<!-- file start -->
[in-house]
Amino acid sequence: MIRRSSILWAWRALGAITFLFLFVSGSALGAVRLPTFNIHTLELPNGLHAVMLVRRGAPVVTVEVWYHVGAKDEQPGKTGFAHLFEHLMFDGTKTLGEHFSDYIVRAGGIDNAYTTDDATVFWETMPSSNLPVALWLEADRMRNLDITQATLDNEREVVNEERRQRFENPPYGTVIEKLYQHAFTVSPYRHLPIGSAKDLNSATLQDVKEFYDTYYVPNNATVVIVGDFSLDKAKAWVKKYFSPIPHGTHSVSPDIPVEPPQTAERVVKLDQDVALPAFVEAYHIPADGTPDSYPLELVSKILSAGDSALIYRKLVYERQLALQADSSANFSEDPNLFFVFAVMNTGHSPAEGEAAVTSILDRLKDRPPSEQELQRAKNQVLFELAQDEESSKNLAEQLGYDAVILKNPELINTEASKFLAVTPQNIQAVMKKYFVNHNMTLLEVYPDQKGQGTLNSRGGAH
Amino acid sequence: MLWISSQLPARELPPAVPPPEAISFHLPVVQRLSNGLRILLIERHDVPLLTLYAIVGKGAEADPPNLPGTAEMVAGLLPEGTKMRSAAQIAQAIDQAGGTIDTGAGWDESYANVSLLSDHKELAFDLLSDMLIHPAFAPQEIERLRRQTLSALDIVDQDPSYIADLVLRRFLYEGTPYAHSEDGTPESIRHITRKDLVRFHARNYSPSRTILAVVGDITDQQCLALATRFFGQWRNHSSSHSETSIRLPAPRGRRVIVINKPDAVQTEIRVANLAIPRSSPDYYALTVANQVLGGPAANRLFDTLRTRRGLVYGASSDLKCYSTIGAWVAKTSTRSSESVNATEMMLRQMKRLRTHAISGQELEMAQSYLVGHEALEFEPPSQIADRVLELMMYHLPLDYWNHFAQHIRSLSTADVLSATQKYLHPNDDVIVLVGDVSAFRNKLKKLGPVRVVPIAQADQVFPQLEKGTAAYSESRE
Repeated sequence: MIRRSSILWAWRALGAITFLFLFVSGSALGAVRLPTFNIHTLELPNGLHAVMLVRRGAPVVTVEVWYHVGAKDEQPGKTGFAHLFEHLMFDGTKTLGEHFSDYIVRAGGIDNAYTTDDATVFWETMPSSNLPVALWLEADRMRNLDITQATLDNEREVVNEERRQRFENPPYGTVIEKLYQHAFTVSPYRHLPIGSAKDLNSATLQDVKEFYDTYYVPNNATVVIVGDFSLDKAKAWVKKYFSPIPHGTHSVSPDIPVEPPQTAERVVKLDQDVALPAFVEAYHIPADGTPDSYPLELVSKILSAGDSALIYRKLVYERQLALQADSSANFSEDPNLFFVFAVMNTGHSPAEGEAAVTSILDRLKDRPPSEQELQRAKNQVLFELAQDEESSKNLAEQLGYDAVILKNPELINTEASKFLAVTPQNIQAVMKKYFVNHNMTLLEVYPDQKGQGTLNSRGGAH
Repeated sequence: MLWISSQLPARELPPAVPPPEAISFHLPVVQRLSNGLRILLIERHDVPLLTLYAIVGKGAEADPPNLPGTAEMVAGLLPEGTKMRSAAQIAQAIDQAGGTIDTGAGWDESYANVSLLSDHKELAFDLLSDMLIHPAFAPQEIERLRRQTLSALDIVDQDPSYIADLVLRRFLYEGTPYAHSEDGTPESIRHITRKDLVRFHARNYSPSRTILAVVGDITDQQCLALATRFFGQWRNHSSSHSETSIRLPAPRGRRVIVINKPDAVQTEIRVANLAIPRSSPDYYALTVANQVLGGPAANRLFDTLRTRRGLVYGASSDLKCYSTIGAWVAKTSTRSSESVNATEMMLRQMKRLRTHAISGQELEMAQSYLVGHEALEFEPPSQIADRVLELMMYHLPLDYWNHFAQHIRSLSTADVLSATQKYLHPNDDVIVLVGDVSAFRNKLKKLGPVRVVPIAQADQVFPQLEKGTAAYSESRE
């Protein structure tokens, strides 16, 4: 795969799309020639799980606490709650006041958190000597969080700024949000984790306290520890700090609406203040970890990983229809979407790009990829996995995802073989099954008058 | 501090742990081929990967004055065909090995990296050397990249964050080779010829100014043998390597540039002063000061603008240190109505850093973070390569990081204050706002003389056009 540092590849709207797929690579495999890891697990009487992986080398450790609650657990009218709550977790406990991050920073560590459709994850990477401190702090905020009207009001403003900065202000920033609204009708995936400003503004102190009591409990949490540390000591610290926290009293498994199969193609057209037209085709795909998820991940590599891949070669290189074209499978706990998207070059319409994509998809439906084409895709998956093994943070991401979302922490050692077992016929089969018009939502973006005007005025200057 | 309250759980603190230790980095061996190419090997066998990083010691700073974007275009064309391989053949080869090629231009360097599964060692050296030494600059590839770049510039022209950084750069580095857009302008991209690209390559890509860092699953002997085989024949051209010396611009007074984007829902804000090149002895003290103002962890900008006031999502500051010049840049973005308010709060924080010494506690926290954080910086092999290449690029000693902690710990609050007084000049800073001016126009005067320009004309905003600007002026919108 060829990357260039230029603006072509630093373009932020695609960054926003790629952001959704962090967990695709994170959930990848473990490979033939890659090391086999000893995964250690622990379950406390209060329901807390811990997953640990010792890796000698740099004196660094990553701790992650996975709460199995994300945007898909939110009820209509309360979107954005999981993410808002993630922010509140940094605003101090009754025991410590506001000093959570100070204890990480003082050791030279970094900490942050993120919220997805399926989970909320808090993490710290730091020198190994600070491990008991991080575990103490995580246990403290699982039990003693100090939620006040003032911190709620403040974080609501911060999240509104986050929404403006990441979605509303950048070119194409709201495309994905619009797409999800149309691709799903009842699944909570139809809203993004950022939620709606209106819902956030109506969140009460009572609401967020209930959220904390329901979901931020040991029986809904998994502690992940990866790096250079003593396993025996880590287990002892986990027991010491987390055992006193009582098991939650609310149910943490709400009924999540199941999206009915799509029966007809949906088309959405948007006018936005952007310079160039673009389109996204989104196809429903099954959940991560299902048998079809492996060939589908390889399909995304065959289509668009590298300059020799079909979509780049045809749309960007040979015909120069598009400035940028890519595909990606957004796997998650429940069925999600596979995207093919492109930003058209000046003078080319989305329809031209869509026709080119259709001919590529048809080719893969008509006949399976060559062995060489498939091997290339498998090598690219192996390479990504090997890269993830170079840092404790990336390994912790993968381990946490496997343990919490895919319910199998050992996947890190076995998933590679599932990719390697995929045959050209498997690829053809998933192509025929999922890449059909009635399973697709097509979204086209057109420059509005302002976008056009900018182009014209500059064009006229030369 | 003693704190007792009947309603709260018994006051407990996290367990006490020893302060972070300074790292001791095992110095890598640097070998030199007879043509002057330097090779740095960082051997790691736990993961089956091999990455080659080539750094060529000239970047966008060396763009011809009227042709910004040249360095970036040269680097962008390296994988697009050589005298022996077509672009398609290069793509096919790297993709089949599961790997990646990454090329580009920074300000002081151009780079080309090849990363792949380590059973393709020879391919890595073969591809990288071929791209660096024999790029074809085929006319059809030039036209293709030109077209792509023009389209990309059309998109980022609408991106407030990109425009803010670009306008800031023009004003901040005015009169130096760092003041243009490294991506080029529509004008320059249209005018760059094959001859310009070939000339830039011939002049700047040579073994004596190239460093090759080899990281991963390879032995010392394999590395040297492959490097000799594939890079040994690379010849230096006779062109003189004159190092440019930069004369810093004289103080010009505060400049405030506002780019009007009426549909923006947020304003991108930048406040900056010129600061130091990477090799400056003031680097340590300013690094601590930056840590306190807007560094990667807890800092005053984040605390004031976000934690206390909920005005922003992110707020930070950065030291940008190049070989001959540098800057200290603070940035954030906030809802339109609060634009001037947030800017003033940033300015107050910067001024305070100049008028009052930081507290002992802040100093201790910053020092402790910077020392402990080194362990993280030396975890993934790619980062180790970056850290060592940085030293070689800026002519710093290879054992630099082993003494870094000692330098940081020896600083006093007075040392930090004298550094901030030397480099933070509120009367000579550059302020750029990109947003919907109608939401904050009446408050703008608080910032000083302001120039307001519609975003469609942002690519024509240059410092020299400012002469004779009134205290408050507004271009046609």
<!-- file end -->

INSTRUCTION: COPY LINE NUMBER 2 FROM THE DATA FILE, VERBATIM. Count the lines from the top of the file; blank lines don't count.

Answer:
Amino acid sequence: MIRRSSILWAWRALGAITFLFLFVSGSALGAVRLPTFNIHTLELPNGLHAVMLVRRGAPVVTVEVWYHVGAKDEQPGKTGFAHLFEHLMFDGTKTLGEHFSDYIVRAGGIDNAYTTDDATVFWETMPSSNLPVALWLEADRMRNLDITQATLDNEREVVNEERRQRFENPPYGTVIEKLYQHAFTVSPYRHLPIGSAKDLNSATLQDVKEFYDTYYVPNNATVVIVGDFSLDKAKAWVKKYFSPIPHGTHSVSPDIPVEPPQTAERVVKLDQDVALPAFVEAYHIPADGTPDSYPLELVSKILSAGDSALIYRKLVYERQLALQADSSANFSEDPNLFFVFAVMNTGHSPAEGEAAVTSILDRLKDRPPSEQELQRAKNQVLFELAQDEESSKNLAEQLGYDAVILKNPELINTEASKFLAVTPQNIQAVMKKYFVNHNMTLLEVYPDQKGQGTLNSRGGAH